Chinese trawlers in Indian Ocean, Arabian Sea and Bay of Bengal endanger India’s maritime security by fishing in India’s EEZ
China happens to be the largest fishing country producing about a fifth of the world’s catch. Besides freshwater fish, a vital part of Chinese exports also comes from oceanic fish found in deep waters. Interestingly, according to available reports, no fish are left in the South China Sea due to overconsumption. On the other hand, India occupies second place (6.3%) for fish production, which supports 14,500,000 fishermen. China considers these fish not only for its domestic consumption, but also for export to support its fishing industry. Beijing’s illegal, unreported and unregulated (IUU) fishing in the Exclusive Economic Zone (EEZ) of other countries has so far been ignored.
According to FAO’s 2020 report, “The State of World Fisheries and Aquaculture,” in 2018, China declared about 2.26 million tonnes of its “distant water fishery”, but did not provide details about species and fishing area only for 40% of its water intake. “So it did not disclose 60 percent of its catch from” distant water “data. A significant portion of those 60 percent likely comes from its illegal fishing in the Indo-Pacific region, the eastern Indian Ocean and the Arabian Sea in particular, and comes at the economic expense of other nations.Geneva-based organization ranked China first rank of its 2019 index.
China heavily subsidizes 94 percent of its fishing trawlers to encourage shipping in international waters. Further subsidies and tax breaks on the sale of “far-water” catches to foreign markets, in addition to various medical benefits in case of injury, while the fishery provides sufficient incentive for its inhabitants to engage in fishing activities. It’s no surprise that China has the world’s largest fishing fleet.
Beijing’s illegal “fishing vessels” are equipped with state-of-the-art catching and packing facilities and are commonly sighted in the eastern and western Indian Ocean near the Andaman and Nicobar Islands, with the exception of the Indian Sea. Oman. The 572 islands of Andaman and Nicobar are witnesses of Chinese trawlers practicing illegal fishing as most of the islands are uninhabited. Chinese trawlers pass through the Coco and Greater Coco Islands and fish during the dark hours, assuming the Indian Coast Guard and Navy would not be vigilant.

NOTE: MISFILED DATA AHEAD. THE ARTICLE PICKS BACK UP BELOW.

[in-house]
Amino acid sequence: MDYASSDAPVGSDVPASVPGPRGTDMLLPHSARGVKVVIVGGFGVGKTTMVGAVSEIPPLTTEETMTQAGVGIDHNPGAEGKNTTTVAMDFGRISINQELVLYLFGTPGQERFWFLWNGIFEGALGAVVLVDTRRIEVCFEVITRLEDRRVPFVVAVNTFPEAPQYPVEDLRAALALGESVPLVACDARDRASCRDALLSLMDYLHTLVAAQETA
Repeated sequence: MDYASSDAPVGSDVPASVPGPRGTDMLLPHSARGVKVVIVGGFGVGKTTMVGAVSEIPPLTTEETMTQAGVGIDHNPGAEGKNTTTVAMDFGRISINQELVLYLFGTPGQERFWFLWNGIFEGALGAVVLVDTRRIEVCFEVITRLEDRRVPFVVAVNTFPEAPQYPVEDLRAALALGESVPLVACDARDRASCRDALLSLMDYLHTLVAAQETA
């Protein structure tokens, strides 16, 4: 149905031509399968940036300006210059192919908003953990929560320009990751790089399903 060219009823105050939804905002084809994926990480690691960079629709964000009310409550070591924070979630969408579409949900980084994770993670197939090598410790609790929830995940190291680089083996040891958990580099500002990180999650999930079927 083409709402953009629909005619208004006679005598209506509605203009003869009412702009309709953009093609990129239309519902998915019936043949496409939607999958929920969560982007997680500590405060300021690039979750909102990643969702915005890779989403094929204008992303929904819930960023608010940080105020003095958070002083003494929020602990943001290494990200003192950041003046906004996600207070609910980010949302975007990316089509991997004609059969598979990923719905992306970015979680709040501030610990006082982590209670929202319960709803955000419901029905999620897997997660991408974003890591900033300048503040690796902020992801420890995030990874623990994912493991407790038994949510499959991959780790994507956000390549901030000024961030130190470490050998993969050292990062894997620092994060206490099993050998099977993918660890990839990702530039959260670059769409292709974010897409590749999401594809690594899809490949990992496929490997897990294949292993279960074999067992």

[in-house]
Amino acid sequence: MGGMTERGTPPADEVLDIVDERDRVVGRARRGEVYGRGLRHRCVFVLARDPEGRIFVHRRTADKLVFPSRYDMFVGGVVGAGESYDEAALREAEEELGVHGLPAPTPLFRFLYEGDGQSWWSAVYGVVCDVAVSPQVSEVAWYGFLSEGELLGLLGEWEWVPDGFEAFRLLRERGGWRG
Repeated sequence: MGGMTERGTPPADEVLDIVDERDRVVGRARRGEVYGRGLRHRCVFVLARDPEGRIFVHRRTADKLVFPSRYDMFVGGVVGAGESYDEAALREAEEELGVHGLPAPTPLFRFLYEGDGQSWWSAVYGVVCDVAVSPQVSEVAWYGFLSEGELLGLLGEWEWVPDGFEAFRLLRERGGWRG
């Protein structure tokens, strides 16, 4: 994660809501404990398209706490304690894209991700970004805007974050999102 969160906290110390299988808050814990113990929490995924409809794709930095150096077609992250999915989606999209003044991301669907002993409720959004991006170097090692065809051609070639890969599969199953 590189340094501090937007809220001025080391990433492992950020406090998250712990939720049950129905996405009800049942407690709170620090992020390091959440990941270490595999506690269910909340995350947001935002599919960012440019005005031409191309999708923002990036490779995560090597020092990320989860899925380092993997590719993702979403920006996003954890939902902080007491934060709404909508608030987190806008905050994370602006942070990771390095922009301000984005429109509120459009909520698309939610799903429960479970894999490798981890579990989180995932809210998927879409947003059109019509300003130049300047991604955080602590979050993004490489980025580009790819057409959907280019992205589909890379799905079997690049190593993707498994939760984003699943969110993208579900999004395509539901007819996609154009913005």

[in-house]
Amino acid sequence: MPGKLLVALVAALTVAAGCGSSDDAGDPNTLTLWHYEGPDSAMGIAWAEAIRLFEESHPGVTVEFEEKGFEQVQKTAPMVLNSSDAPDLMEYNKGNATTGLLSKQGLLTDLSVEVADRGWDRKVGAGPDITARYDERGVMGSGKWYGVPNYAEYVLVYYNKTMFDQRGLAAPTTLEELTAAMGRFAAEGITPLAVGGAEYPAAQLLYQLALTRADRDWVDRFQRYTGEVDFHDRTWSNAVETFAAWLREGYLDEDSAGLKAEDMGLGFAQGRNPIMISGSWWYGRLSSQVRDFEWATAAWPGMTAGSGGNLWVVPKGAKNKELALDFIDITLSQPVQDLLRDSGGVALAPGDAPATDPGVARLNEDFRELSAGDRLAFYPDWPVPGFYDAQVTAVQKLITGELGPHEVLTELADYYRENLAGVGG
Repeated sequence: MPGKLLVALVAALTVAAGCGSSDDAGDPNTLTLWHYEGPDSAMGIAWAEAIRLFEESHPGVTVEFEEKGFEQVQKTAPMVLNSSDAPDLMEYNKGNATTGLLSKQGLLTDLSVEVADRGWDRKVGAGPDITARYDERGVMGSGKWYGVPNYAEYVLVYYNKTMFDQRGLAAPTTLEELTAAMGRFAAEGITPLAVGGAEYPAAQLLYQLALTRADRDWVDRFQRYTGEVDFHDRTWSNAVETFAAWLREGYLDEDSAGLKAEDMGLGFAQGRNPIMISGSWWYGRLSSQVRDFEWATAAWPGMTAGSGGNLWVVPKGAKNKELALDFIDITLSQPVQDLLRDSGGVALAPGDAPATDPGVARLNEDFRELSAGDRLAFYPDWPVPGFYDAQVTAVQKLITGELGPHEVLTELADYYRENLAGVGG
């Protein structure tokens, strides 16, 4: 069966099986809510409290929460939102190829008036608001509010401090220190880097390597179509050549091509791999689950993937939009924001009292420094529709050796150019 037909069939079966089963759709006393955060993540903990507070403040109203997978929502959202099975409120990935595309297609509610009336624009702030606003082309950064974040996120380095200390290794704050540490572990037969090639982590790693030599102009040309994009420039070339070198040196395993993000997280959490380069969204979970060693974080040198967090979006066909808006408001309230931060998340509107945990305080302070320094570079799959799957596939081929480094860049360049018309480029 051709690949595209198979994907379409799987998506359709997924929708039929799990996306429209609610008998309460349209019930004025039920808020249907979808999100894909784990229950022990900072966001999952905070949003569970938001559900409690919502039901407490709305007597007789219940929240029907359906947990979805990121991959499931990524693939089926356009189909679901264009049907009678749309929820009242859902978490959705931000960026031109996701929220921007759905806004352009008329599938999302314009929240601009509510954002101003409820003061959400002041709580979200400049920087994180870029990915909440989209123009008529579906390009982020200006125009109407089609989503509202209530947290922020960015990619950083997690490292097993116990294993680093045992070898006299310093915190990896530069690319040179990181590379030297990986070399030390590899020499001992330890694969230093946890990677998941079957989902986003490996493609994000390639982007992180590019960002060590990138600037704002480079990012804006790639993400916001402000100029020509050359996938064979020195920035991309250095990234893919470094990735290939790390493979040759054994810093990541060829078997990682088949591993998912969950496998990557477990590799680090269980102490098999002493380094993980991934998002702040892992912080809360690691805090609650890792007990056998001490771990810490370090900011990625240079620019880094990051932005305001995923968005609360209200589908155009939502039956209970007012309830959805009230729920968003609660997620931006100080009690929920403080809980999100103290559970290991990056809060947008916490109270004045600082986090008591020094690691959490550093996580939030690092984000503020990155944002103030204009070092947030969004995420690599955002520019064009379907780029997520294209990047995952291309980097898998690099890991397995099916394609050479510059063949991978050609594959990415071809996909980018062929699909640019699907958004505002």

The presence of Chinese trawlers in the Indian Ocean, Arabian Sea and Bay of Bengal is a violation of Indian sovereignty, as the fishing areas of these seas and oceans fall under Indian EEZ, a rule well defined by UNCLOS in Section 56. Problem is relevant to national security narratives because of the following factors. First, it endangers India’s maritime security by fishing in India’s EEZ. Second, overfishing, especially during the regulated months when breeding takes place, affects the marine environment. Additionally, India’s economy and cybersecurity can be vulnerable to sabotage.
From a geopolitical point of view, these “civilian” trawlers violate the Indian EEZ while the maritime militia of the popular armed forces (paramilitary forces) accompany them under the guise of civilian fishermen. These fishing vessels do not keep their automatic transmitter / responder identification systems activated, which is a mandatory requirement by international fishing agencies. Reports from 2020 suggest that around 450 of these research vessels and fishing trawlers entered various areas of the Indian Ocean region.
The role of the Chinese maritime militias’ fishing camouflage is well established. He was recognized by the PLA Daily in 2014 when he quoted that “By camouflaging themselves, they call themselves soldiers; by removing the camouflage, they become law-abiding fishermen ”. The PLA controls these “fishermen,” and their goals overlap with the Chinese Communist Party’s (CCP) agenda of “ocean grabbing,” a method of fishing in which small-scale fishermen in victimized countries are denied access. marine resources from their own EEZ.